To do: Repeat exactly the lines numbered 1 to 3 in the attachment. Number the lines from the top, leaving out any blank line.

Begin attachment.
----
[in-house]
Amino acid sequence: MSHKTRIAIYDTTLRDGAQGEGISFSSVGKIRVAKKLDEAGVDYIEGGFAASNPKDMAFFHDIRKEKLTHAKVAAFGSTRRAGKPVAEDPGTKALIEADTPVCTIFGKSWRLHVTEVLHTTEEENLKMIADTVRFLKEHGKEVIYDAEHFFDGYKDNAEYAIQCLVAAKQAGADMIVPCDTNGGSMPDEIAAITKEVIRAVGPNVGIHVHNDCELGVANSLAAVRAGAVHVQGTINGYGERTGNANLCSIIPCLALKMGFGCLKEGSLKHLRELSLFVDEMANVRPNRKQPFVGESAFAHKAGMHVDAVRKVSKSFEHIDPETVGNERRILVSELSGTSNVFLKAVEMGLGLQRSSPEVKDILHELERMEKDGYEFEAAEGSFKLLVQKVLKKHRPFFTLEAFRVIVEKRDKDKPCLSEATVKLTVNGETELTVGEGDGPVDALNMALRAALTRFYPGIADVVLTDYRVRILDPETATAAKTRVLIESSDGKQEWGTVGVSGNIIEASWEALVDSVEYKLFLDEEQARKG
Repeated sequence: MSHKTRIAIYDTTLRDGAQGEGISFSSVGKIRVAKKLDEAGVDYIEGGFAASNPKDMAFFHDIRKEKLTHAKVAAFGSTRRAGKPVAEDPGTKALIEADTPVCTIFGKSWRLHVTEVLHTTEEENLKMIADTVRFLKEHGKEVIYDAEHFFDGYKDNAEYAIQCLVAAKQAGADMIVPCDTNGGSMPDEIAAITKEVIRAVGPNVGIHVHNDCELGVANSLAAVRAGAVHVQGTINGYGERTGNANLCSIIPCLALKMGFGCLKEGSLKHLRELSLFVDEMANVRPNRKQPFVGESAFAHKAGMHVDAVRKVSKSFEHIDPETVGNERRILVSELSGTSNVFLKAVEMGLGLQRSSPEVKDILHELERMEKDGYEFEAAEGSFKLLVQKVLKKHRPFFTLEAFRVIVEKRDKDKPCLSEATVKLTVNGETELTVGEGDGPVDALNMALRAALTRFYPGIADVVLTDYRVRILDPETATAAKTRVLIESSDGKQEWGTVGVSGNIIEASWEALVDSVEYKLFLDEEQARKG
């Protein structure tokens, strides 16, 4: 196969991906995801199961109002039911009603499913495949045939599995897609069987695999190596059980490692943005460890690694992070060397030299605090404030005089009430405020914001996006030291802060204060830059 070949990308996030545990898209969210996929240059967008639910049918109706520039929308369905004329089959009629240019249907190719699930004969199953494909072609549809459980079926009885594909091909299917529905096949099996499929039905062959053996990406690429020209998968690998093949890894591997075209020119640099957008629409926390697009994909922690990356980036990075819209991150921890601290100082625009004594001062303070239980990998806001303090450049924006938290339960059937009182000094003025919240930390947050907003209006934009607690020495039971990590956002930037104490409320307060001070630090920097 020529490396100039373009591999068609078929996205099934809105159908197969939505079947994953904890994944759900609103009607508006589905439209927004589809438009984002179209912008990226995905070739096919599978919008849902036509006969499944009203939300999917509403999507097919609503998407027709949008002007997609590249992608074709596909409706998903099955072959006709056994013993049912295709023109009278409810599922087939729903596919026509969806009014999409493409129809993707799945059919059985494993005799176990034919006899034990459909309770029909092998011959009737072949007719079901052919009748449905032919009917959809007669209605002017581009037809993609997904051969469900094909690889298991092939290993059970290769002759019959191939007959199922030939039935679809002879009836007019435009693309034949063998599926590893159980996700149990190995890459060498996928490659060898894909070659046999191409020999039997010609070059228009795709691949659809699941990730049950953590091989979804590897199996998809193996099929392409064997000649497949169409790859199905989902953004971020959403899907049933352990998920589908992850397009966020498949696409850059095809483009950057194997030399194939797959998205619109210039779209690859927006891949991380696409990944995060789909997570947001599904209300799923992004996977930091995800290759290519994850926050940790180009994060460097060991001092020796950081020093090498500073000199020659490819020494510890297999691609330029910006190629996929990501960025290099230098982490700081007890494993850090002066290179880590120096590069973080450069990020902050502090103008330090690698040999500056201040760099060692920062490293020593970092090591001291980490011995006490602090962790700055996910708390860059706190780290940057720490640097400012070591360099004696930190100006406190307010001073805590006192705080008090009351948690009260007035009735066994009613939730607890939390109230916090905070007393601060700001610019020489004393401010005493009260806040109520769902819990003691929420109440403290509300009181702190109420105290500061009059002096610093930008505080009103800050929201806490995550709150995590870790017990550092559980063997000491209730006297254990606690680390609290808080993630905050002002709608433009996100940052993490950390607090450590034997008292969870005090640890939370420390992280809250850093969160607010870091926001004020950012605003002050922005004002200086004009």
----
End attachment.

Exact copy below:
[in-house]
Amino acid sequence: MSHKTRIAIYDTTLRDGAQGEGISFSSVGKIRVAKKLDEAGVDYIEGGFAASNPKDMAFFHDIRKEKLTHAKVAAFGSTRRAGKPVAEDPGTKALIEADTPVCTIFGKSWRLHVTEVLHTTEEENLKMIADTVRFLKEHGKEVIYDAEHFFDGYKDNAEYAIQCLVAAKQAGADMIVPCDTNGGSMPDEIAAITKEVIRAVGPNVGIHVHNDCELGVANSLAAVRAGAVHVQGTINGYGERTGNANLCSIIPCLALKMGFGCLKEGSLKHLRELSLFVDEMANVRPNRKQPFVGESAFAHKAGMHVDAVRKVSKSFEHIDPETVGNERRILVSELSGTSNVFLKAVEMGLGLQRSSPEVKDILHELERMEKDGYEFEAAEGSFKLLVQKVLKKHRPFFTLEAFRVIVEKRDKDKPCLSEATVKLTVNGETELTVGEGDGPVDALNMALRAALTRFYPGIADVVLTDYRVRILDPETATAAKTRVLIESSDGKQEWGTVGVSGNIIEASWEALVDSVEYKLFLDEEQARKG
Repeated sequence: MSHKTRIAIYDTTLRDGAQGEGISFSSVGKIRVAKKLDEAGVDYIEGGFAASNPKDMAFFHDIRKEKLTHAKVAAFGSTRRAGKPVAEDPGTKALIEADTPVCTIFGKSWRLHVTEVLHTTEEENLKMIADTVRFLKEHGKEVIYDAEHFFDGYKDNAEYAIQCLVAAKQAGADMIVPCDTNGGSMPDEIAAITKEVIRAVGPNVGIHVHNDCELGVANSLAAVRAGAVHVQGTINGYGERTGNANLCSIIPCLALKMGFGCLKEGSLKHLRELSLFVDEMANVRPNRKQPFVGESAFAHKAGMHVDAVRKVSKSFEHIDPETVGNERRILVSELSGTSNVFLKAVEMGLGLQRSSPEVKDILHELERMEKDGYEFEAAEGSFKLLVQKVLKKHRPFFTLEAFRVIVEKRDKDKPCLSEATVKLTVNGETELTVGEGDGPVDALNMALRAALTRFYPGIADVVLTDYRVRILDPETATAAKTRVLIESSDGKQEWGTVGVSGNIIEASWEALVDSVEYKLFLDEEQARKG